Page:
In connection with the previously mentioned, knowing languages may serve as your passport to be sent abroad by the company. In the Philippine setup, there seems to be a tough competition in the field of English proficiency. Many speak English in the Philippines already. But if you are proficient in both Japanese and English, for example, you set the difference and cuts you above the rest.

Bilinguals are usually sent abroad to work as interpreters or attend events and training in a foreign language. It is such a unique skill that you are treated as an asset in the business. Companies are willing to spend money on you—pay for your plane tickets, accommodations, food, allowance, and other expenses while assigned abroad.

With your language expertise, you can travel and explore a foreign country for free.

An edge in online jobs

Time management is a key

If you know how to manage your time wisely, you can even get a part-time job using a foreign language to earn more cash. Websites like Upwork and Proz offer language-related freelance work such as translation, proofreading, interpretation and teaching.

A language job done online is definitely a good source of income for travellers since it can be done remotely. All you need is a computer, an internet connection, and your precious knowledge of a foreign language. In fact, I have known some travellers who have considered online jobs as their primary source of funds and they work while travelling.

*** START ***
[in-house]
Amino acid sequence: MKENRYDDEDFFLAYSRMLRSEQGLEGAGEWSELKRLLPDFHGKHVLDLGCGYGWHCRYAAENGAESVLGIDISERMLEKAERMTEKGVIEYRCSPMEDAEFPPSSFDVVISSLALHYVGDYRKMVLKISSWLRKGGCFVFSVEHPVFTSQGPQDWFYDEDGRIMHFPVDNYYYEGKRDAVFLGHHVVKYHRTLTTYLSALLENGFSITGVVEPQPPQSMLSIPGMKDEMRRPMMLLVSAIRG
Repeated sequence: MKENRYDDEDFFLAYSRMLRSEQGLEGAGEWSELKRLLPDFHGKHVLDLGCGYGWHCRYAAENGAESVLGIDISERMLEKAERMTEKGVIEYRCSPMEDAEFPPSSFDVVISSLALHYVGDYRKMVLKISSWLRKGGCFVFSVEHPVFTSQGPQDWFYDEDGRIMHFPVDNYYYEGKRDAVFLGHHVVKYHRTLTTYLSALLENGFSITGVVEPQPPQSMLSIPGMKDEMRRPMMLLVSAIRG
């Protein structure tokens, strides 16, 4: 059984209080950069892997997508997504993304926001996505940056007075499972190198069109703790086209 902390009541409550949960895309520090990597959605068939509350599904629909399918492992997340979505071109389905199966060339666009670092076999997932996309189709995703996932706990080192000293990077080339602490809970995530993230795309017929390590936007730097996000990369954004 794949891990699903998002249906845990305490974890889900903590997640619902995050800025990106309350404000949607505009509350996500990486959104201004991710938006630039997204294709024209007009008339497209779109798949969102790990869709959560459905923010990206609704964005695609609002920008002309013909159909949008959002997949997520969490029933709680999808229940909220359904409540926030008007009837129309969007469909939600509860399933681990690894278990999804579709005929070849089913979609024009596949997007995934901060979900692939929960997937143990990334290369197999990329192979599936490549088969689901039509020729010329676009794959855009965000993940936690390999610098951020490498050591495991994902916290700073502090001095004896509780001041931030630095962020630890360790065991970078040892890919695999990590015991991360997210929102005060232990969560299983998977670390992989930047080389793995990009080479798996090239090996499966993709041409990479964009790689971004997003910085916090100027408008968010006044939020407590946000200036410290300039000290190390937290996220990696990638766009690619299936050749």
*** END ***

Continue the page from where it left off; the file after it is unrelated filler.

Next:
Bilinguals are usually paid by the hour or by the number of words. Also, the higher your language credentials are, the better you get paid online. Earnings aren’t bad. One can earn at least $300 per project (but note that monthly online earnings vary).

Also read: 10 Practical Ways to Start a Life of Travel

It molds a good travel attitude

learning foreign languageOccasionally, I attend language exchange events via Couchsurfing to practice the languages that I know

I believe that whatever discipline you gain from learning a language may serve you well in travelling.

That big fat P-A-T-I-E-N-C-E is one. Just like any other skill, language takes time to learn. It requires patience in such a way that you have to keep on reading and listening to enrich the vocabulary and continue practicing and talking to improve the fluency.

Patience is a virtue. Reading is a virtue.

Five Languages in 15 Seconds from Shelly Viajera on Vimeo.

Nevertheless, everything pays off and I can attest to that. Through the years of learning languages, my patience has stretched well that it extended to my travel discipline. The challenge as a language learner has matured me as a traveller.

I have learned to be patient with travelling: Patience to score some cheap flights, patience during delayed flights, and patience for the next opportunity to fly.

Also read: How to Score Free Airline Tickets

About Author

Shelly Dimaculangan
Shelly Dimaculangan

Shelly Dimaculangan is a language translator by profession, writer by passion, and traveller at heart. She enjoys solo travelling and getting lost in foreign countries. She is a Filipina who speaks Spanish, Portuguese, and German. During free time, she is a local tour guide to Spanish-speaking tourists. Her long-time dream is to go around Spain. Check her blog at: Shelly Viajera Travel Blog.